Although Darapuri was eventually granted bail by the Gorakhpur Additional Sessions Court on October 28 and released from Gorakhpur jail on Tuesday, October 30 evening, three of the nine arrested persons are still awaiting the completion of their paperwork.
Dalits and the issue of Land Grabbing
In September 2023, 3 members of a Dalit family were killed in Kaushambi, UP, according to a report by the NDTV. A total of eight people were arrested in relation to the murder, which was motivated by the occurrence of a land dispute. One of the arrested include a police constable, Suresh Singh. The accused were from a backward caste and wanted to evict the victims from a piece of land. Similarly, in UP’s Mainpuri, a 33 year old Dalit man was found murdered after he could not pay back the loan to an upper caste man. Police here too suspected the issue of land grabbing.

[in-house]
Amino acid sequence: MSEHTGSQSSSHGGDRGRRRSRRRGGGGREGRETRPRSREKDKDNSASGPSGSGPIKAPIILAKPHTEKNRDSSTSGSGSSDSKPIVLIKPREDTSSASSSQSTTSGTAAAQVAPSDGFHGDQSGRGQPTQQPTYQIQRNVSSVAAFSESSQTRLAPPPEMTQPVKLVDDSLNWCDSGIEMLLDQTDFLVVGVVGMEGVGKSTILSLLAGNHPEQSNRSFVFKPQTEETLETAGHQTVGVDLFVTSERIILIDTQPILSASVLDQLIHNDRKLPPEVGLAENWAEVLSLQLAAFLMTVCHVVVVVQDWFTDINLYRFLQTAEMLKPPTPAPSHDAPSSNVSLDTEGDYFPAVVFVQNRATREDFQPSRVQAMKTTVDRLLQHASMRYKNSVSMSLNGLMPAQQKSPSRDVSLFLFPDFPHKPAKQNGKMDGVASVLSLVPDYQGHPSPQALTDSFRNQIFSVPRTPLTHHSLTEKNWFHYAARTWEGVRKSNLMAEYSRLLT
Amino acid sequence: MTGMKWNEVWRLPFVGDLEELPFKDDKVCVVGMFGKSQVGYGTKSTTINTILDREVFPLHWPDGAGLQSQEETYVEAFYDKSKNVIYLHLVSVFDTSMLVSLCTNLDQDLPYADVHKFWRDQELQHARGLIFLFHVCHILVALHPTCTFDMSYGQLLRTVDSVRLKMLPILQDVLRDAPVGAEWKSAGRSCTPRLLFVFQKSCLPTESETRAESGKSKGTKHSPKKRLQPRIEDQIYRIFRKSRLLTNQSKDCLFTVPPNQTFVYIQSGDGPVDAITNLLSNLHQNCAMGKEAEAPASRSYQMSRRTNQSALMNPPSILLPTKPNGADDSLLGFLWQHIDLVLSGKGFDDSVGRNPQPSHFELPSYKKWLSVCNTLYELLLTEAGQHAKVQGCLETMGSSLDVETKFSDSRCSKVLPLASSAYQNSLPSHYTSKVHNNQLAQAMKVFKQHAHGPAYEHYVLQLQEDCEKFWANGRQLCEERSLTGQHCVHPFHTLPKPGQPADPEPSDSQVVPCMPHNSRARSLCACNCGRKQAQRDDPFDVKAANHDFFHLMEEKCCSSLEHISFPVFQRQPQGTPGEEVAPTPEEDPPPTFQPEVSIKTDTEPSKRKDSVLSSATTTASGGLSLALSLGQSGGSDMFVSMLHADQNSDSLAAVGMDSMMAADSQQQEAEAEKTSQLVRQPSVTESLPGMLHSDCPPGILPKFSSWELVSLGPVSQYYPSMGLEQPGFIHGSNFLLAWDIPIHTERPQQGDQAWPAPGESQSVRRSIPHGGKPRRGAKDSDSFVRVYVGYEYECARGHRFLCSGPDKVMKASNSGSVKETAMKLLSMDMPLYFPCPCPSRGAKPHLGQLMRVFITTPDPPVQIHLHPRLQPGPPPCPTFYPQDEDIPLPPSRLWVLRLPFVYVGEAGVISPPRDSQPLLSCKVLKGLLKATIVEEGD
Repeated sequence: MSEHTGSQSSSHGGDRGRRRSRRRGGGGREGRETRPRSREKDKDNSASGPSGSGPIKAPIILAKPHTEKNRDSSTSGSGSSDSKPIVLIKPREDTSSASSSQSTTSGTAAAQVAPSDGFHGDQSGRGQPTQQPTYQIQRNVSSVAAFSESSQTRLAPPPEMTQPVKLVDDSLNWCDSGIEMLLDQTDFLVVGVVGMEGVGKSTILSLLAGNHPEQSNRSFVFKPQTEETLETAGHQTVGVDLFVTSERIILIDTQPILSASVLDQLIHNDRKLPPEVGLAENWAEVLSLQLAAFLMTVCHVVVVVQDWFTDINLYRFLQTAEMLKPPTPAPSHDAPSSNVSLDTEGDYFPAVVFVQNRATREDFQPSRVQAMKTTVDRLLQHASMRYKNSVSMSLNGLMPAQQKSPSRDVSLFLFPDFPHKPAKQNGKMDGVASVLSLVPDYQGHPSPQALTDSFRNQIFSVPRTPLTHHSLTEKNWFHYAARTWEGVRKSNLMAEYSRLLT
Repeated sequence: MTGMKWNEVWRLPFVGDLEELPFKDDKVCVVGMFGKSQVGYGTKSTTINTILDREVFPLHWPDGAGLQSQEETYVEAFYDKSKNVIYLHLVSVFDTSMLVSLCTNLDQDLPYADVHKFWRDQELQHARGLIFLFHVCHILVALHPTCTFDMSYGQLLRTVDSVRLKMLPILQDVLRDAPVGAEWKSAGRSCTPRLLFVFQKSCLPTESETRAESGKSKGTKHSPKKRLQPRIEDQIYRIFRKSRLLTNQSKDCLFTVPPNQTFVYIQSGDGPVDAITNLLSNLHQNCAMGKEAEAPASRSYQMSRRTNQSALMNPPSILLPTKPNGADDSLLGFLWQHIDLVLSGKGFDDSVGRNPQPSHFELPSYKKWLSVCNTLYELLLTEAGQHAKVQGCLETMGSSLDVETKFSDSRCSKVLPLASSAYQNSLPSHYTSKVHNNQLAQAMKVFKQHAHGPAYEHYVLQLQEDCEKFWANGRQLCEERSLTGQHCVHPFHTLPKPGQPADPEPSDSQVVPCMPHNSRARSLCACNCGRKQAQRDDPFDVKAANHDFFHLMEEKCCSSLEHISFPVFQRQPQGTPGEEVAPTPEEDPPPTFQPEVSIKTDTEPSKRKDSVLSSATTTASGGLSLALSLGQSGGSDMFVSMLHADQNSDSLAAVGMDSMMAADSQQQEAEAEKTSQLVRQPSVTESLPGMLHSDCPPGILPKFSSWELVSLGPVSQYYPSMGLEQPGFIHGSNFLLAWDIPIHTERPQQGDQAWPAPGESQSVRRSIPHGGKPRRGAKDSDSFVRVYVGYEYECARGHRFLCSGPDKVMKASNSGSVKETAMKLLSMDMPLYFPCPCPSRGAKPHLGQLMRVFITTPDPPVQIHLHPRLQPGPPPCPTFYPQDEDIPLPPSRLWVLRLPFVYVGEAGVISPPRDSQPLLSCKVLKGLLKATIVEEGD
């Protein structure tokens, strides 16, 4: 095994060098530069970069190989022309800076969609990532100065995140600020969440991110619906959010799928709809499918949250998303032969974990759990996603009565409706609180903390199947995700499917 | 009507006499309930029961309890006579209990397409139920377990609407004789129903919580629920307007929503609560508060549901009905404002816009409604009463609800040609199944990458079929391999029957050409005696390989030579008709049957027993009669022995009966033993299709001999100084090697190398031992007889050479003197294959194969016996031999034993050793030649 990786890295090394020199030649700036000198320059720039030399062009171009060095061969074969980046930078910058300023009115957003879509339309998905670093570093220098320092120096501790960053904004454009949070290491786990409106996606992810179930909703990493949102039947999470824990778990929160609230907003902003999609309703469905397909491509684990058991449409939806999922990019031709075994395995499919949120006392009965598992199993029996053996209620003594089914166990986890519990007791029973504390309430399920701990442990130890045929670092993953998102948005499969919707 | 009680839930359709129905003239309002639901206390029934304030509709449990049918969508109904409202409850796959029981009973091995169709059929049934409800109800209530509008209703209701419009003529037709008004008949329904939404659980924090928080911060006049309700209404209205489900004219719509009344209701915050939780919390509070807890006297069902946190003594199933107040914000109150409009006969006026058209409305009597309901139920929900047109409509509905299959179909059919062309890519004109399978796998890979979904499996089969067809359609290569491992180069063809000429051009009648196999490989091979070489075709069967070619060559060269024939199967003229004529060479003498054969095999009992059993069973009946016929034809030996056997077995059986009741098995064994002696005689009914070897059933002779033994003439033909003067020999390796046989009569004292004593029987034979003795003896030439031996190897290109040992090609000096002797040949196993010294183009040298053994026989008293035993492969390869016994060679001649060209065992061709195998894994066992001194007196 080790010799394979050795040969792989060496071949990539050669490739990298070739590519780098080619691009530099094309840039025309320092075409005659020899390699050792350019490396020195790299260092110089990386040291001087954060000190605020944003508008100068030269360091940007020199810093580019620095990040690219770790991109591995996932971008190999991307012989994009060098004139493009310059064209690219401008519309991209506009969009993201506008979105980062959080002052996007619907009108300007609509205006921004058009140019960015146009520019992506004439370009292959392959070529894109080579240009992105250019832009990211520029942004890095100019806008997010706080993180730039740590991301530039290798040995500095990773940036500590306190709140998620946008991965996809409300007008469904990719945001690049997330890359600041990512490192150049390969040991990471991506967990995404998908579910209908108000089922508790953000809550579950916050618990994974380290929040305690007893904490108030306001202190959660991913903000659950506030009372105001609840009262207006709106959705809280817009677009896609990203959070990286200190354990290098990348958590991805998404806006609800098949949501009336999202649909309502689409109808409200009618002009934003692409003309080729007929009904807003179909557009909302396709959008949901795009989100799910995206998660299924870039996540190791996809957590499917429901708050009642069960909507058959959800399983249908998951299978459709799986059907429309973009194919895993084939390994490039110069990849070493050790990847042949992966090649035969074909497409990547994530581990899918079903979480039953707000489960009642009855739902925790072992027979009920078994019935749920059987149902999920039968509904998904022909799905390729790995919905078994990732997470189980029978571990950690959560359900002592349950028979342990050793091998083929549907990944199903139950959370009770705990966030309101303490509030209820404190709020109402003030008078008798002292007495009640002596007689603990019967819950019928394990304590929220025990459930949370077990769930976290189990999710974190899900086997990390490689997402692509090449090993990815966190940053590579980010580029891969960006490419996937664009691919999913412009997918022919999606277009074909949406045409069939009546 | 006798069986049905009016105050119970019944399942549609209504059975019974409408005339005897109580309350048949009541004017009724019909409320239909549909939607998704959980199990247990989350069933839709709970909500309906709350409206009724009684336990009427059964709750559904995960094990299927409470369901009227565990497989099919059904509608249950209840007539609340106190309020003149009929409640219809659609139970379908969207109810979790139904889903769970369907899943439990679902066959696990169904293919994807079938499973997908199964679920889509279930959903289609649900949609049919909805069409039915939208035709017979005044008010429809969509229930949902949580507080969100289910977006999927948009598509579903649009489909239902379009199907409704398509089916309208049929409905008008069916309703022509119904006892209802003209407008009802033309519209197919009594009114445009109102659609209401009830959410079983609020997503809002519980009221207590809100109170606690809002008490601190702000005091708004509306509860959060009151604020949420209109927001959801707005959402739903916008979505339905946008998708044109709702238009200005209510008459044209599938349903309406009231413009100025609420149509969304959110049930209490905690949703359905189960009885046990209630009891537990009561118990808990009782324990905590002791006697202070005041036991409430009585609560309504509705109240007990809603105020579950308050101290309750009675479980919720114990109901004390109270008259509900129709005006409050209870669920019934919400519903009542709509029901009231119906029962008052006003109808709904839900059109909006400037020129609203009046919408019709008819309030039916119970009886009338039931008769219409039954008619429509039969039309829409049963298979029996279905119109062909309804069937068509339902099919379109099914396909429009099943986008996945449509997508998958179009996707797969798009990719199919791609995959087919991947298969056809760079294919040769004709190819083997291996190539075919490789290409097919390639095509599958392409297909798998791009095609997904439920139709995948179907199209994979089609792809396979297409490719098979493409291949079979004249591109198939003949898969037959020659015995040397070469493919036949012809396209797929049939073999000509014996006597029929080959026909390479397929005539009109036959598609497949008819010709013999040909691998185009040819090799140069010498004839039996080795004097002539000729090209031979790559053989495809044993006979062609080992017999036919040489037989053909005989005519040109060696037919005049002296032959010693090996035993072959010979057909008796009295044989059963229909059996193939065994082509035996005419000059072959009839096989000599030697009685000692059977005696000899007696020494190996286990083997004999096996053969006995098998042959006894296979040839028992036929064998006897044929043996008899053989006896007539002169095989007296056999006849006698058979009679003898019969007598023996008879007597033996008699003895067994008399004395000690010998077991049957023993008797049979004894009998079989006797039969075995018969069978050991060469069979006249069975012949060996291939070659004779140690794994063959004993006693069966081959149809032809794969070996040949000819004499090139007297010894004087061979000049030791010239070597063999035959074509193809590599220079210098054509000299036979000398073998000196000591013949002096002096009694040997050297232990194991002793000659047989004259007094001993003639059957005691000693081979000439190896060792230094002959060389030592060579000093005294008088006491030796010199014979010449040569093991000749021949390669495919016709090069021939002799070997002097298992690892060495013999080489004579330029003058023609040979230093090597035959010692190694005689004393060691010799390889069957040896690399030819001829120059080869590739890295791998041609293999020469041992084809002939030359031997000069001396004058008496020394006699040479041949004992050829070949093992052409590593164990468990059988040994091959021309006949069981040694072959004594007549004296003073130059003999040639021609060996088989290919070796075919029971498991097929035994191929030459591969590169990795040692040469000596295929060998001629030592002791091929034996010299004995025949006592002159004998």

What is worse is that the family also alleged that this is not the first instance of murder due to land grabbing. Another brother of the victim had also been murdered similarly in 2015, “Upper caste men from the village want to grab our land. The life of my entire family is in danger. We have to leave the village.”
Land thereby remains a contentious issue for the Dalit community in the districts of eastern Uttar Pradesh (UP) known as the Purvanchal region. In Purvanchal itself more than 3 decades have passed after land redistribution was enacted, however land continues to be under the control of Zamindars, according to Himal Magazine, these landowners across the region persistently work to ensure the land does not go out of their control.
Scroll.in highlights that across 13 states in India, over 31 cases of land conflict are occurring, and about 92,000 Dalits are involved in trying to get their land back. Historically, the emphasis on the need for land ownership amongst Dalits has been given great attention.